The mere presence of trees signals to motorists that they are approaching a populated area, triggering them to check their speed and if needed, slow down. According to a study in Germany, tree-lined streets may also alter the drivers’ perception of the lane width and therefore make them reduce driving speeds by way of a psychological effect, known as the “edge effect”. 


18. Trees cool the streets and the city

We all appreciate the shade of a single tree relief from the hot summer sun. But when that single tree is part of a forest, it creates a profound cooling effect. 

According to a study published in the Proceedings of the National Academy of Sciences, trees play a big role in keeping our towns and cities cool. The right amount of tree cover can lower summer daytime temperatures by as much as 10 degrees Fahrenheit (12.2°C). 

With climate change making extreme heat events more frequent each summer, planting trees is coming as a great solution. 


19. Trees conserve energy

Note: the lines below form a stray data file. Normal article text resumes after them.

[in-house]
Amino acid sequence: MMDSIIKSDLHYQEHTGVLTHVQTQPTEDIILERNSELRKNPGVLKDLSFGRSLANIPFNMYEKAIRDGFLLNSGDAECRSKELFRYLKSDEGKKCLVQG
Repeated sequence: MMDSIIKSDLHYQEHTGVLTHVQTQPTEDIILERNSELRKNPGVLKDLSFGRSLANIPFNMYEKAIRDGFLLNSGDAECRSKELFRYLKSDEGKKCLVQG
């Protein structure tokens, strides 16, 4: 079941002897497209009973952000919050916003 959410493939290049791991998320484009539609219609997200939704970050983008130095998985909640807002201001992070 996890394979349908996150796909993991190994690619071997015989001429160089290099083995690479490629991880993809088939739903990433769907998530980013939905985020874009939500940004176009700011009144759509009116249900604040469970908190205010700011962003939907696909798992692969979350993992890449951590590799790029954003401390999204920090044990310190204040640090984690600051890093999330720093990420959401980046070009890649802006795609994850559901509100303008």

When strategically placed, trees can be as effective as other energy-saving home improvements, such as insulation and the installation of weather-tight windows and doors. Interestingly enough, trees help reduce your heating and cooling costs.

Trees save energy through cooling in the hotter months and provide a windbreak during winter. This results in burning fewer fossil fuels to generate electricity for cooling and heating.

There are studies saying that a minimum of three large trees around your home – can reduce air conditioning costs up to 30 percent. They will provide shade and block heat during hotter months and, by dropping their leaves in the fall, they admit sunlight in the colder months.


20. Trees bring people together

Trees bring people together in many ways.